Stanford Cancer Institute

CAR-T Cell Therapy in Solid Tumors

Handling CAR-T cells in lab

Chimeric antigen receptor-T cell (CAR-T) therapy has shown a great benefit in patients with hematologic and lymphatic cancers. However, applying the therapy to solid tumors has proven to be challenging. One of the barriers is T cell exhaustion, where the CAR-T cell becomes dysfunctional.

Many investigators are exploring solutions to this problem, and recently two publications led by Stanford Cancer Institute (SCI) members have provided new information that may help improve CAR-T therapy for solid tumor patients in the future.

Immune determinants of CAR-T cell therapy

SCI member Sneha Ramakrishna, MD, is the senior author of a recent study that used CAR-T therapy to target solid tumors expressing the molecule GD2 in patients with pediatric bone cancer and nerve cancer. Fifteen patients were enrolled. However, none of the patients’ tumors shrank. At best, some patients had stable disease. 

“In any other universe, this would be a failed trial with limited benefit for patients, but we realized that every patient we treat gives us an opportunity to learn something. This is especially true in solid tumor CAR-T cell trials, where CAR-T cells have only barely begun to provide benefit to patients. If we can see a hint of activity, we need to investigate that immune biology to understand how to improve treatments going forward.”

When they looked at the data, they saw that some patients’ CAR-T cells expanded, or multiplied, and functioned in the body. These patients had activated cytokines, indicating an inflammatory response and a sign that the body may be fighting the cancer. The team deduced that something about the CAR-T cells or the patient’s immune environment contributed to the ability of the CAR-T cells to expand in these patients.

Ramakrishna says that they were fortunate to get funding from the Cancer Immune Monitoring and Analysis Centers (CIMAC) and had access to the CIMAC’s high-quality assays, which she says were essential to yield accurate data from limited and precious patient samples. By thoughtfully interrogating patient samples throughout treatment, they were able to understand contributors to CAR-T cell expansion in these solid tumor patients.

The findings were twofold. The team identified that before being infused in the patient, the CAR-T cell products were more exhausted and less able to activate, meaning they were not as functional. Further, they found differences in the patients whose T cells expanded.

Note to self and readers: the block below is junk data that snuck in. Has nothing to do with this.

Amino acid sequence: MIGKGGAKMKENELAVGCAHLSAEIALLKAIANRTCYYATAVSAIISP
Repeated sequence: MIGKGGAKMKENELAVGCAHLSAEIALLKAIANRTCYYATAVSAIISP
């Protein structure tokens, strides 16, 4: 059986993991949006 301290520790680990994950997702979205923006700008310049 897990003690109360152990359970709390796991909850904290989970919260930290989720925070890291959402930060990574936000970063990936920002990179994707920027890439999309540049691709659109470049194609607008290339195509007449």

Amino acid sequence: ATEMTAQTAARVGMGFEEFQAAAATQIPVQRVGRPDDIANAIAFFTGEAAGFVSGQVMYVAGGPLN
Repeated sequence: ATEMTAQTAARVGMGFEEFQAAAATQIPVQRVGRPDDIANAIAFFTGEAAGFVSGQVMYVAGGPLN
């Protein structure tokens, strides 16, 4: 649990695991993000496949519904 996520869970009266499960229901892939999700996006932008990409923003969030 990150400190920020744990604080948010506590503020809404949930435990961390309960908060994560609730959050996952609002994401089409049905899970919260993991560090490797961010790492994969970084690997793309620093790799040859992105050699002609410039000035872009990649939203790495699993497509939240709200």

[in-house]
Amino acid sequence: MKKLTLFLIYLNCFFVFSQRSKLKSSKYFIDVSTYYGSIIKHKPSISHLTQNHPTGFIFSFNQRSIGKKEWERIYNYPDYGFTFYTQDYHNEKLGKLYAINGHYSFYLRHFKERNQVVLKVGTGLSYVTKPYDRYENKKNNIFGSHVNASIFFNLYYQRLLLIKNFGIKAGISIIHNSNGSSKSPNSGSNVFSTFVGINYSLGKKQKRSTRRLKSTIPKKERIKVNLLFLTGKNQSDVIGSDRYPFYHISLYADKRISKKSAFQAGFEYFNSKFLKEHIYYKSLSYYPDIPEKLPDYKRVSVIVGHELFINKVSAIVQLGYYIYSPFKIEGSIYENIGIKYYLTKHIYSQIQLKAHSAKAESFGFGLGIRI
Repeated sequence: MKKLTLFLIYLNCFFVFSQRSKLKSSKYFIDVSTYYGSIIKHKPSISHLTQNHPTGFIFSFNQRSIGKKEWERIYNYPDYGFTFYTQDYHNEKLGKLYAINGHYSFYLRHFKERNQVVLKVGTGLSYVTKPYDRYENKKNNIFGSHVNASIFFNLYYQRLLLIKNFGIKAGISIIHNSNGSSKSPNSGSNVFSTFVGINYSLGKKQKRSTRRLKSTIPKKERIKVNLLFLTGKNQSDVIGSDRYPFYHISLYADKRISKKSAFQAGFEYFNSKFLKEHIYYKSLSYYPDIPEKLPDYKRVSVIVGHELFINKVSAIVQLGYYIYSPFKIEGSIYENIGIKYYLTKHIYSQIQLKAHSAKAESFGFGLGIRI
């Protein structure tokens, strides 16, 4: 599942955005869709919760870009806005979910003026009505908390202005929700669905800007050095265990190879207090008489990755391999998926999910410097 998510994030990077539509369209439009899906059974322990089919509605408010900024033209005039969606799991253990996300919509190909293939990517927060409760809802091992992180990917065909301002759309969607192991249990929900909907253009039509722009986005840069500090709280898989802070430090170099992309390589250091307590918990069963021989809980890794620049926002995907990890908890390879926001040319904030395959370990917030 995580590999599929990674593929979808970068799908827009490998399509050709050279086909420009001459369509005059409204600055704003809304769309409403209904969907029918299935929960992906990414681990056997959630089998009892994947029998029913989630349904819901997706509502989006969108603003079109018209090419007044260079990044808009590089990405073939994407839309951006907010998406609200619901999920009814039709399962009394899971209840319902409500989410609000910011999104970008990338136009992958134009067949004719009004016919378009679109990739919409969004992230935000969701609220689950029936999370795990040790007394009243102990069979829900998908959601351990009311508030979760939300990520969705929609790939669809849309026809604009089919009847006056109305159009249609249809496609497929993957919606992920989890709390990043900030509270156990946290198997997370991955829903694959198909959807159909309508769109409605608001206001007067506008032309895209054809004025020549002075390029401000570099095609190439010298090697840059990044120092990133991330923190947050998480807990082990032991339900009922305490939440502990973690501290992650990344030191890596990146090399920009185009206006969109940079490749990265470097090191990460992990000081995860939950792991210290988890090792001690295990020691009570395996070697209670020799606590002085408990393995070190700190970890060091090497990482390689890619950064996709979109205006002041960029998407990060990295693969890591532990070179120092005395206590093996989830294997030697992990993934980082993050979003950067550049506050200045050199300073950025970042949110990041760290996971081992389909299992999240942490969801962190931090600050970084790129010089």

“We found that the patients who were able to expand had healthier T cells at baseline. This aligns with findings in hematologic malignancies, but it was really the first time that we were able to characterize it in this depth in solid tumor CAR-T cell-treated patients. Seeing that the state of the baseline T cells directly correlated with the ability of the CAR-T cells to expand gave us hope to be able to optimize the CAR-T cells for these patients.”

They also found differences in patients’ myeloid cells, which have been identified as suppressive cells that stop the immune system from working properly. Evaluating these cells before CAR-T cell infusions, they found that myeloid cells expressing a cell surface protein named CXCR3 are more inflammatory and allow the immune system to function. In contrast, myeloid cells that lack CXCR3 are suppressive and stop the immune system from acting and the CAR T cells from expanding. In addition to being a marker for inflammation, the results indicate that it is also a potential driver for inflammation. 

Despite the initial differences in myeloid cells, their results showed that the myeloid cells became more immunosuppressive after CAR-T cell infusion, timed with when CAR-T cells went away in the body, even if the patient initially had pro-inflammatory myeloid cells that benefited immune system function.